FIGURE 1
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FIGURE 1. Dendrogram of patterns for carbapenem-resistant K. pneumonia isolates obtained by PFGE. SICU, surgical intensive care unit; BALF, bronchoalveolar lavage fluid; ST, sequence type; ESBLs, extended-spectrum beta-lactamases.

Co-production of carbapenemases with other β-lactamases results in resistance to nearly all clinically available β-lactams. As carbapenemases are not inhibited by clavulanic acid, co-production of ESBLs and carbapenemases can mask identification of ESBLs by the CLSI-recommended double-disk test. Detection of multiple β-lactamases produced by Enterobacteriaceae in the clinical laboratory is challenging. In the present study, all carbapenemase-producing isolates harbored at least one of ESBL genes tested, among which blaCTX-M-24 92.7% (38/41), blaSHV-12 78.1% (32/41), blaTEM-104 7.3%, (3/41), and blaCTX-M-3 2.4% (1/41) harbored (Figure 1). Thirty-seven (85.37%) of 41 CRKP isolates were positive for narrow spectrum lactamase gene, blaTEM-1. 95.1% (39/41) of the tested isolates were found to harbor both blaCTX-M-24 and blaKPC-2, with 75.6% (31 isolates) with coexistence of blaCTX-M-24, blaSHV -12, and blaKPC-2 (Figure 1). In particular, two isolates with blaKPC-2 were positive for three ESBL genes including blaCTX-M-24, blaSHV -12, and blaTEM-104 (Figure 1). Of note, one isolate harbored simultaneously two carbapenemase genes (blaKPC-2 and blaNDM-1) and two ESBL genes (blaCTX-M-3 and blaTEM-104; Figure 1). blaKPC-2 has been found to coexist with various ESBL genes in one organism. However, to the best of our knowledge, coexistence of blaKPC-2 and blaCTX-M-24 in one organism is first reported.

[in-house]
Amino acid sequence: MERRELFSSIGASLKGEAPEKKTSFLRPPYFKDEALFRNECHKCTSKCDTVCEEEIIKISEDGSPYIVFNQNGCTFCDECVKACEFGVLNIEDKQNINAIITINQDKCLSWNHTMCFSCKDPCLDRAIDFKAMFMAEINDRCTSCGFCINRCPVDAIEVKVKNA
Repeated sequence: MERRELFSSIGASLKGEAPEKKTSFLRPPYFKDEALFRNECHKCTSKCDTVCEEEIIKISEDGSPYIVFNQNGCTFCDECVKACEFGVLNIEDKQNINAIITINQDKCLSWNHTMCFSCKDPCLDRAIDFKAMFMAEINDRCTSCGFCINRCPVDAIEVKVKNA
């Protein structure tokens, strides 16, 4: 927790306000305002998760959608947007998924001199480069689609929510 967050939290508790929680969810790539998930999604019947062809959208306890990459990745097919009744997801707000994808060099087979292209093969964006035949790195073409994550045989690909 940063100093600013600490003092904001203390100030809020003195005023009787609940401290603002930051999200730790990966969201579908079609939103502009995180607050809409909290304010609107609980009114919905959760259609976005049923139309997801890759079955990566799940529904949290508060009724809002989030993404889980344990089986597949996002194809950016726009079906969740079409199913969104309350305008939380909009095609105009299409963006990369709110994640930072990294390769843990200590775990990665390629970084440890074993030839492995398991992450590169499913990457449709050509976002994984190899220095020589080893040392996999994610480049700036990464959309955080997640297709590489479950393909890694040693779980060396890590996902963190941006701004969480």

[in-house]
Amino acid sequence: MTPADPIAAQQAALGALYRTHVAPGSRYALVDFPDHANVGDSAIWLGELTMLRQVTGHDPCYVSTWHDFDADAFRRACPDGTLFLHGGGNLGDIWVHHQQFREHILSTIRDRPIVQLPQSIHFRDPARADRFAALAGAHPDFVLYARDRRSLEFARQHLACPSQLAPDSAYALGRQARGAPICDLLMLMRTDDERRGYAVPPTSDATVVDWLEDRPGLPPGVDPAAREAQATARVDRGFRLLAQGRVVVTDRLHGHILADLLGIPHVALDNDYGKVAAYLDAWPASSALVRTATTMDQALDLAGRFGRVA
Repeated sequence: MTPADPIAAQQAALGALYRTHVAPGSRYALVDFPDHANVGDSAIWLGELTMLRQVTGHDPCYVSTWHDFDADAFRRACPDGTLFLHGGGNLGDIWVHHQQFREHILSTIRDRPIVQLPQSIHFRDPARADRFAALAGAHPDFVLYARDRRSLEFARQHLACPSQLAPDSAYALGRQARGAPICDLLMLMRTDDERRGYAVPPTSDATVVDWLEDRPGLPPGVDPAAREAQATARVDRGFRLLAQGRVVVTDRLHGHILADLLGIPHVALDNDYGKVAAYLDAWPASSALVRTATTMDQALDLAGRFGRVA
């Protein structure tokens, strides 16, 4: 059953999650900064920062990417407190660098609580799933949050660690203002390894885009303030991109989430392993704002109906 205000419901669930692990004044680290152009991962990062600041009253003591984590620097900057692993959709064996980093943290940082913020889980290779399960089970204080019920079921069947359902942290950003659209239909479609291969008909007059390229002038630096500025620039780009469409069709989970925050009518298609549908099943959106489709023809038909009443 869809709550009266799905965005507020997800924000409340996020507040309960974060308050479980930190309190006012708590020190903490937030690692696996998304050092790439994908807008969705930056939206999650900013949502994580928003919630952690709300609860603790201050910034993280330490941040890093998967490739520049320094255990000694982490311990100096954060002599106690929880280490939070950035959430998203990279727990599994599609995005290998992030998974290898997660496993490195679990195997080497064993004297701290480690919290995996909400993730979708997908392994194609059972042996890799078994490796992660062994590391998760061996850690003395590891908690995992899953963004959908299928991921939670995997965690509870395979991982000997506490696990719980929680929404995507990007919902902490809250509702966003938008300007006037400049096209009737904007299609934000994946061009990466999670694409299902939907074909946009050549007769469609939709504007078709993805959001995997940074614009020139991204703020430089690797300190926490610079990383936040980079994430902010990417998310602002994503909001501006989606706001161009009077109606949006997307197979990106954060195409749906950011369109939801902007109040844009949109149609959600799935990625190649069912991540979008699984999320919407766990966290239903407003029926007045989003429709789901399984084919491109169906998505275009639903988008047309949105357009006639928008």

Bacterial Clonal Relatedness

Multi-locus sequence typing results showed that 41 CRKP isolates belonged to four STs including ST11, novel ST1854, novel ST855, and ST1224 (Figure 1). PFGE results displayed three PFGE clusters (Figure 1). Thirty-eight isolates (92.7%) including all 13 isolates from ventilators and 25 isolates from patients from six wards belonged to ST11. In accordance with MLST results, PFGE results also showed that 38 ST11 isolates belonged to same PFGE cluster with more than 80% of similarity, indicating these CRKP isolates were clonally related. Particularly, 15 isolates have an identical undistinguished pattern (100% similarity) forming a single clonal population. Moreover, this clone was exclusively linked to the cases attended in SICU and linked to the ventilators. Additionally, the other SICU cases were linked to closely related clones (similarity greater than 95%). These data indicated that the occurrence of a clonal outbreak associated with ventilators has been found.